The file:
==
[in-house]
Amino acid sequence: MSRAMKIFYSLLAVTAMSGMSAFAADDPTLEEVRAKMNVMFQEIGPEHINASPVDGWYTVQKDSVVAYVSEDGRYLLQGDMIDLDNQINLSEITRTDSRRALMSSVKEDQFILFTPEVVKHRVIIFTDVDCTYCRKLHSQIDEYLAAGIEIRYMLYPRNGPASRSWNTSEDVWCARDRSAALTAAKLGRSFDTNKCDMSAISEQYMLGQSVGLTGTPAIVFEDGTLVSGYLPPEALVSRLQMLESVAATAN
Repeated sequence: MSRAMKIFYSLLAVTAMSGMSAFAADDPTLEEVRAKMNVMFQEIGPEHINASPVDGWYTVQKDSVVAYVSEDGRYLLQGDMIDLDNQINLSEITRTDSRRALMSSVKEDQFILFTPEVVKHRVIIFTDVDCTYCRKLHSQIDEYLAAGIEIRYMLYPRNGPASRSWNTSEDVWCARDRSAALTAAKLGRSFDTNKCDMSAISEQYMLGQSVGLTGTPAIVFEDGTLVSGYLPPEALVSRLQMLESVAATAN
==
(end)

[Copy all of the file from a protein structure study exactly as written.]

[in-house]
Amino acid sequence: MSRAMKIFYSLLAVTAMSGMSAFAADDPTLEEVRAKMNVMFQEIGPEHINASPVDGWYTVQKDSVVAYVSEDGRYLLQGDMIDLDNQINLSEITRTDSRRALMSSVKEDQFILFTPEVVKHRVIIFTDVDCTYCRKLHSQIDEYLAAGIEIRYMLYPRNGPASRSWNTSEDVWCARDRSAALTAAKLGRSFDTNKCDMSAISEQYMLGQSVGLTGTPAIVFEDGTLVSGYLPPEALVSRLQMLESVAATAN
Repeated sequence: MSRAMKIFYSLLAVTAMSGMSAFAADDPTLEEVRAKMNVMFQEIGPEHINASPVDGWYTVQKDSVVAYVSEDGRYLLQGDMIDLDNQINLSEITRTDSRRALMSSVKEDQFILFTPEVVKHRVIIFTDVDCTYCRKLHSQIDEYLAAGIEIRYMLYPRNGPASRSWNTSEDVWCARDRSAALTAAKLGRSFDTNKCDMSAISEQYMLGQSVGLTGTPAIVFEDGTLVSGYLPPEALVSRLQMLESVAATAN